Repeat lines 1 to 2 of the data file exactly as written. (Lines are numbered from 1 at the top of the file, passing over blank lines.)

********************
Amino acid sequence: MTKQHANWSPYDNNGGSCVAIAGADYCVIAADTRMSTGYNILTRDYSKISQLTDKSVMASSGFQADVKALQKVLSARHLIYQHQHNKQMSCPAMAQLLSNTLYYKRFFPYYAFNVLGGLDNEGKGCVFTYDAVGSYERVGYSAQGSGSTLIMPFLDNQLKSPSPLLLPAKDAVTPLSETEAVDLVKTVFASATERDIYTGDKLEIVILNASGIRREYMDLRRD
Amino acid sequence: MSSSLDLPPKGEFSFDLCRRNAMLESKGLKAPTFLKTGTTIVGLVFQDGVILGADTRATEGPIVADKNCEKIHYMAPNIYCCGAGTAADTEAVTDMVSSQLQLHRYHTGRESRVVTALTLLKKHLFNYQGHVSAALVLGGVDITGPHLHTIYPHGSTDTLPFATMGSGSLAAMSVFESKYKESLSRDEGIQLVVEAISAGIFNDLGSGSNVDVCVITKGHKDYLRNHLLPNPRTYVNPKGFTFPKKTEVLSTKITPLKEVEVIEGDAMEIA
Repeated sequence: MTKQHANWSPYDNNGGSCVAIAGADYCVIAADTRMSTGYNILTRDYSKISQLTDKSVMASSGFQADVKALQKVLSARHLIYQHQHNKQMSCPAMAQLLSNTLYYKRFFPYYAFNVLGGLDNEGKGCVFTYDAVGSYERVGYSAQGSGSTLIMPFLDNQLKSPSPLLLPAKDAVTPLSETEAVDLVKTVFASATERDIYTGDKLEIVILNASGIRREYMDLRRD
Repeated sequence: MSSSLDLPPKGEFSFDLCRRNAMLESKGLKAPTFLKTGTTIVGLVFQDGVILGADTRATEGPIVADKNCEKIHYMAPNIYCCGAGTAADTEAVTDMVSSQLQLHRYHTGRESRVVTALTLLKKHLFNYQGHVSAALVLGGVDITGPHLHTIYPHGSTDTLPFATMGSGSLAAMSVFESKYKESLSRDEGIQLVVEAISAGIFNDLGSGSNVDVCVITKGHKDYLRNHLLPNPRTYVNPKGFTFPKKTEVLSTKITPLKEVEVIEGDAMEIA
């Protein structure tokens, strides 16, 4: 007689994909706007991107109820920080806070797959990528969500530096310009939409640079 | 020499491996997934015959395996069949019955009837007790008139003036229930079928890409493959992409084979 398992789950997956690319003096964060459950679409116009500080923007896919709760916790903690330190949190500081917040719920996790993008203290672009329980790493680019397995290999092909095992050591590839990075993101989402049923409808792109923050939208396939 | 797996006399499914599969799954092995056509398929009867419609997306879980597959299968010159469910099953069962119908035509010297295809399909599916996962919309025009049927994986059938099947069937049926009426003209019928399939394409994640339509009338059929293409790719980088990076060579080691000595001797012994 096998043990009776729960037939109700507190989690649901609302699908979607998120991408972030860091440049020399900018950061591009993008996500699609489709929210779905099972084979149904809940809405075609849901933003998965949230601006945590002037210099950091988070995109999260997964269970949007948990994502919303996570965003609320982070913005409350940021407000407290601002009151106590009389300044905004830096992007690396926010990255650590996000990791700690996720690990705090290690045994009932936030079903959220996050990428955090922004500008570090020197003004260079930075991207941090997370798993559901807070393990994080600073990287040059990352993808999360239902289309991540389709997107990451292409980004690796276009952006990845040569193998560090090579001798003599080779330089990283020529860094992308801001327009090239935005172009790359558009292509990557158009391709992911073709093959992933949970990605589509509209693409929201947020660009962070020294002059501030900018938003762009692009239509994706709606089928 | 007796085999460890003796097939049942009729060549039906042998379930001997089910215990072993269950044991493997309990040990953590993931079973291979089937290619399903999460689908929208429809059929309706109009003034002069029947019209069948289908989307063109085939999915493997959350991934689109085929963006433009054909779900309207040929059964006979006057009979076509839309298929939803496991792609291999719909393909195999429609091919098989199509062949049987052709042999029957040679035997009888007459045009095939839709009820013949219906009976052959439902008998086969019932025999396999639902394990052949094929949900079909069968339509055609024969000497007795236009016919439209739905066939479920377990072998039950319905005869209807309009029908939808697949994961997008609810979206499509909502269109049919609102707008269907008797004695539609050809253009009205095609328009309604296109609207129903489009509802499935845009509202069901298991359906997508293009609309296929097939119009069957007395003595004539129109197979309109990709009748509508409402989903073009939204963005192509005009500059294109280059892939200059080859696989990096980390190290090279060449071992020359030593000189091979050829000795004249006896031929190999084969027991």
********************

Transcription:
Amino acid sequence: MTKQHANWSPYDNNGGSCVAIAGADYCVIAADTRMSTGYNILTRDYSKISQLTDKSVMASSGFQADVKALQKVLSARHLIYQHQHNKQMSCPAMAQLLSNTLYYKRFFPYYAFNVLGGLDNEGKGCVFTYDAVGSYERVGYSAQGSGSTLIMPFLDNQLKSPSPLLLPAKDAVTPLSETEAVDLVKTVFASATERDIYTGDKLEIVILNASGIRREYMDLRRD
Amino acid sequence: MSSSLDLPPKGEFSFDLCRRNAMLESKGLKAPTFLKTGTTIVGLVFQDGVILGADTRATEGPIVADKNCEKIHYMAPNIYCCGAGTAADTEAVTDMVSSQLQLHRYHTGRESRVVTALTLLKKHLFNYQGHVSAALVLGGVDITGPHLHTIYPHGSTDTLPFATMGSGSLAAMSVFESKYKESLSRDEGIQLVVEAISAGIFNDLGSGSNVDVCVITKGHKDYLRNHLLPNPRTYVNPKGFTFPKKTEVLSTKITPLKEVEVIEGDAMEIA